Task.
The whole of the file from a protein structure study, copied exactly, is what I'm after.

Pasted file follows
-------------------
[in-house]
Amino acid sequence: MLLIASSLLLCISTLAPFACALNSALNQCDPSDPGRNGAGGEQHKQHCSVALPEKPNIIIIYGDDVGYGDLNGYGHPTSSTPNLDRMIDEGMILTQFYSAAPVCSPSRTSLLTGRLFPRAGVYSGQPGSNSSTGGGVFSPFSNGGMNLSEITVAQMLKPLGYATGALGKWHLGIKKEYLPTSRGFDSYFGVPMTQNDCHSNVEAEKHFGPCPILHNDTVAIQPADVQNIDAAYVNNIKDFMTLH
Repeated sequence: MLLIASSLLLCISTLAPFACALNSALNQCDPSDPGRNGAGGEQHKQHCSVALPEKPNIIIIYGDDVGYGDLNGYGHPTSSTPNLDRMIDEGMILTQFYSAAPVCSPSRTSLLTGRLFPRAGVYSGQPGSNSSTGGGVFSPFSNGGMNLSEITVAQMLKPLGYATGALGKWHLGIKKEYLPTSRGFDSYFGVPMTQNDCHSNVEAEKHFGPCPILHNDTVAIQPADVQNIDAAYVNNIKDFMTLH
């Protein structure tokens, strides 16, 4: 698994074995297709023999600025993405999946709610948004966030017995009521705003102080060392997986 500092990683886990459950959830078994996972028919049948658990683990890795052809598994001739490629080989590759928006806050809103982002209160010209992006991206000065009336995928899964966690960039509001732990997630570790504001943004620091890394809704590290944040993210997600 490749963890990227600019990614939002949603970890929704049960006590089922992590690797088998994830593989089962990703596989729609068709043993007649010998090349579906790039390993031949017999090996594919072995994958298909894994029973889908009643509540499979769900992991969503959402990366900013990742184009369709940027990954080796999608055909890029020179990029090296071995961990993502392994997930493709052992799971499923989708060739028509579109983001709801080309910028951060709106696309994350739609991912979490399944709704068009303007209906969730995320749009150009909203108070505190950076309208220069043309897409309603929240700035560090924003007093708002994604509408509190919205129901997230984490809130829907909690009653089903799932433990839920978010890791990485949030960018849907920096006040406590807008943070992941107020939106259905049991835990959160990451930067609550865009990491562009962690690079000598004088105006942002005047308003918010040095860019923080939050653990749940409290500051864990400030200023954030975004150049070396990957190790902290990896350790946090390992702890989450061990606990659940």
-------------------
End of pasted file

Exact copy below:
[in-house]
Amino acid sequence: MLLIASSLLLCISTLAPFACALNSALNQCDPSDPGRNGAGGEQHKQHCSVALPEKPNIIIIYGDDVGYGDLNGYGHPTSSTPNLDRMIDEGMILTQFYSAAPVCSPSRTSLLTGRLFPRAGVYSGQPGSNSSTGGGVFSPFSNGGMNLSEITVAQMLKPLGYATGALGKWHLGIKKEYLPTSRGFDSYFGVPMTQNDCHSNVEAEKHFGPCPILHNDTVAIQPADVQNIDAAYVNNIKDFMTLH
Repeated sequence: MLLIASSLLLCISTLAPFACALNSALNQCDPSDPGRNGAGGEQHKQHCSVALPEKPNIIIIYGDDVGYGDLNGYGHPTSSTPNLDRMIDEGMILTQFYSAAPVCSPSRTSLLTGRLFPRAGVYSGQPGSNSSTGGGVFSPFSNGGMNLSEITVAQMLKPLGYATGALGKWHLGIKKEYLPTSRGFDSYFGVPMTQNDCHSNVEAEKHFGPCPILHNDTVAIQPADVQNIDAAYVNNIKDFMTLH
């Protein structure tokens, strides 16, 4: 698994074995297709023999600025993405999946709610948004966030017995009521705003102080060392997986 500092990683886990459950959830078994996972028919049948658990683990890795052809598994001739490629080989590759928006806050809103982002209160010209992006991206000065009336995928899964966690960039509001732990997630570790504001943004620091890394809704590290944040993210997600 490749963890990227600019990614939002949603970890929704049960006590089922992590690797088998994830593989089962990703596989729609068709043993007649010998090349579906790039390993031949017999090996594919072995994958298909894994029973889908009643509540499979769900992991969503959402990366900013990742184009369709940027990954080796999608055909890029020179990029090296071995961990993502392994997930493709052992799971499923989708060739028509579109983001709801080309910028951060709106696309994350739609991912979490399944709704068009303007209906969730995320749009150009909203108070505190950076309208220069043309897409309603929240700035560090924003007093708002994604509408509190919205129901997230984490809130829907909690009653089903799932433990839920978010890791990485949030960018849907920096006040406590807008943070992941107020939106259905049991835990959160990451930067609550865009990491562009962690690079000598004088105006942002005047308003918010040095860019923080939050653990749940409290500051864990400030200023954030975004150049070396990957190790902290990896350790946090390992702890989450061990606990659940």